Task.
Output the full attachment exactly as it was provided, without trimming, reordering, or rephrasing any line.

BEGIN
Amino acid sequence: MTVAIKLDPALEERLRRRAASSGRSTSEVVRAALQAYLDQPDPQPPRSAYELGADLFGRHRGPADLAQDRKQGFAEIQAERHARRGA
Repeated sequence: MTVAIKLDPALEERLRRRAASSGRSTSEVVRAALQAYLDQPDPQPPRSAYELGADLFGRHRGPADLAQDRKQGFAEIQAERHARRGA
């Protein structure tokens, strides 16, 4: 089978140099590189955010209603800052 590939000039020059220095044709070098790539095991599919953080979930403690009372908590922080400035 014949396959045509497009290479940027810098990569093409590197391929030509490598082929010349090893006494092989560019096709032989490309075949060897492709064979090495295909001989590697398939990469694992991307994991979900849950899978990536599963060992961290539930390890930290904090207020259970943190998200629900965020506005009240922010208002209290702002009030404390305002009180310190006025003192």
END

Amino acid sequence: MTVAIKLDPALEERLRRRAASSGRSTSEVVRAALQAYLDQPDPQPPRSAYELGADLFGRHRGPADLAQDRKQGFAEIQAERHARRGA
Repeated sequence: MTVAIKLDPALEERLRRRAASSGRSTSEVVRAALQAYLDQPDPQPPRSAYELGADLFGRHRGPADLAQDRKQGFAEIQAERHARRGA
């Protein structure tokens, strides 16, 4: 089978140099590189955010209603800052 590939000039020059220095044709070098790539095991599919953080979930403690009372908590922080400035 014949396959045509497009290479940027810098990569093409590197391929030509490598082929010349090893006494092989560019096709032989490309075949060897492709064979090495295909001989590697398939990469694992991307994991979900849950899978990536599963060992961290539930390890930290904090207020259970943190998200629900965020506005009240922010208002209290702002009030404390305002009180310190006025003192």